KIRTAN, chants and hymns of devotion
The timeless tradition from India of Divine Singing
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In the world of Yoga today, chanting and Kirtan have been rapidly growing in popularity. Kirtan is based on the repetition of mantric sounds, names and phrases. Kirtan is "mantric music" and thus if one wants to understand it and relate to its spiritual essence, we need to look more deeply into the science of mantra.
Let us remember that mantra is not music - mantra connects us to the profound yoga philosphy and ancient wisdom from India and can be a powerful form of meditation. This deep use of mantra requires special training and adaptation at an individual level with a teacher trained in the tradition - who can offer the right material and the right music related to it.
Kirtan (Sanskrit: कीर्तन) is a Sanskrit word with Vedic roots that means "telling, narrating, describing, enumerating, reporting." The style is characterized by a call-and-response type of chanting, a genre of religious performance arts that developed thru the India's bhakti devotional traditions. This musical recitation of hymns, mantras and the praise of deities has ancient roots in Sanatan Dharma (known also as Hinduism), as evidenced by our ancient Vedic literature.
KIRTAN IS A Musical recitation of hymns, mantras and the praise of deities has ancient roots in Hinduism, as evidenced by the sāmaveda सामवेद and other Vedic literature.
Geographical distribution of the Vedic era texts. Samaveda recensions from the Kauthuma (north India) and Jaiminiya (central India) regions are among those that have survived, and their manuscripts have been found in different parts of India.
The Sāmaveda is the Veda of Chants, or "storehouse of knowledge of chants." It is a fusion of older melodies (sāman) and the Rig verses. The Sāmaveda consists of 1,549 unique verses, taken almost entirely from Rigveda, except for 75 verses. The purpose of Sāmaveda was liturgical and would be recited by priests.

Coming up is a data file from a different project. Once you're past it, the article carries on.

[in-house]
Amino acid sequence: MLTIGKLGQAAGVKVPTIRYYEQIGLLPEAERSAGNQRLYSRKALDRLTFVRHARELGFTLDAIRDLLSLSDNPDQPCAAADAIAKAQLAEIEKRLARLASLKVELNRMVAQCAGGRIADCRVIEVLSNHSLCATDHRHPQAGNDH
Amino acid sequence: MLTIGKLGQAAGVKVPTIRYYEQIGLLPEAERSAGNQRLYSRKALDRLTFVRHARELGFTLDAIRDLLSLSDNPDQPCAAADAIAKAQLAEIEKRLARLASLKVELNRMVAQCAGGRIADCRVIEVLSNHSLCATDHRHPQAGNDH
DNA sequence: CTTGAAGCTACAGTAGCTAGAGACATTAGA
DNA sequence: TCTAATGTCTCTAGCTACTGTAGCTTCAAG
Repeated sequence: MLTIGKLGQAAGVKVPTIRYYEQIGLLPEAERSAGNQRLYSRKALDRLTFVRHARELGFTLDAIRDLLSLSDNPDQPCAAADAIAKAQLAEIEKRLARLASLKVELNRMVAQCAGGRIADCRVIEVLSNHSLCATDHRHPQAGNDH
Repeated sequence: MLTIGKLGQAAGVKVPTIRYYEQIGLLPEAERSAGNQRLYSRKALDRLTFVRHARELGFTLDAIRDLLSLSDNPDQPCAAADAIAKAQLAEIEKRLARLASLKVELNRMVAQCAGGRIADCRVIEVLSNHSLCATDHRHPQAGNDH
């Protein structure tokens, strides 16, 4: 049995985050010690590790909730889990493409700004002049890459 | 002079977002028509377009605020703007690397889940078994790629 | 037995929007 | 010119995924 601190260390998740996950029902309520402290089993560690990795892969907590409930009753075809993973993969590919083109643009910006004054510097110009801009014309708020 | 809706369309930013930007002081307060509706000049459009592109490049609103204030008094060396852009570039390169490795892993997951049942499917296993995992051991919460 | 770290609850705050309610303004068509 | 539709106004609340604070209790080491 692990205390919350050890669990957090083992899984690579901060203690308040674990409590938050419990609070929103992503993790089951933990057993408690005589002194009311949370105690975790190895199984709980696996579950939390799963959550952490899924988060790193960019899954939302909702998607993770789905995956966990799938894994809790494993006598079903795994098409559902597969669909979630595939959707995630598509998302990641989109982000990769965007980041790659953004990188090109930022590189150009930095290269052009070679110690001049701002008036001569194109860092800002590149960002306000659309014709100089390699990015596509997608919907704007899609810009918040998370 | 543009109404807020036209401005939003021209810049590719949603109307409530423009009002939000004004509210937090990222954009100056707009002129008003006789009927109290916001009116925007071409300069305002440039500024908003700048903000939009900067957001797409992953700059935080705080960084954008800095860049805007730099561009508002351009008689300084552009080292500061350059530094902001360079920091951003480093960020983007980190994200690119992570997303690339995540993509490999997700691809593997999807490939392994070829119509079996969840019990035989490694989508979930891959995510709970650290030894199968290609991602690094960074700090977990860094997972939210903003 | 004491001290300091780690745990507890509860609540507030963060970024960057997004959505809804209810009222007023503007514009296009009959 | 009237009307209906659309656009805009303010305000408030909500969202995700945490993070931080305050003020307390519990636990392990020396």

The Sāmaveda text contains notated melodies, and these are probably the world's oldest surviving ones. The musical notation is written usually immediately above, sometimes within, the line of Sāmaveda text, either in syllabic or a numerical form...
— Sāmaveda 1.1.1,
the true kirtan is quite different from what some popular western singers present in the name of it. in India, the tradition of kirtan happens spontaneously and everywhere. you go to the temple, and there is a group singing kirtan, also in home gatherings, on the train, in the streets. the concept of a 'kirtan concert' is not so common, since this is a religious tradition and its true essence is far from being entertainment or commercial music. The leaders at a kirtan concert are called wallahs, and everyone is part of the music.
kirtan is a simple and powerful way of entering a meditative state through prayer. it is joyful and the music does the work with its character and rhythm. kirtan is a practice of Bhakti (devotion) and it can help us transport through the prayer to our own being, to out heart, by chanting the different names and aspects of the divine.
"actually, in india one doesn't even find much online about kirtan and neither kirtan albums and gatherings... because it just happens, it's part of our daily tradition - it has never been intended for commercialization, that's why...
it's like for other religions to go to the church and sing religious songs... my mother and her friends were doing kirtan almost daily in my home... the uncle on the harmonium, the neighbour on the drums, some of us singing, kids running... and so on... this is the real kirtan in heart and soul." mv
kirtan is pure devotion
to a higher being or energy -
where the singer is not important,
the singer is not even known...
the important one is that to whom the songs are addressed, the deity, the divine energy.
"Spiritual music is present in all cultures. When it is brought from the heart it touches the hearts of the people. That's the magic and art you bring too my friend. Thank you for all your super beautiful chants and music that makes me so silent and happy."
Johan from Netherlands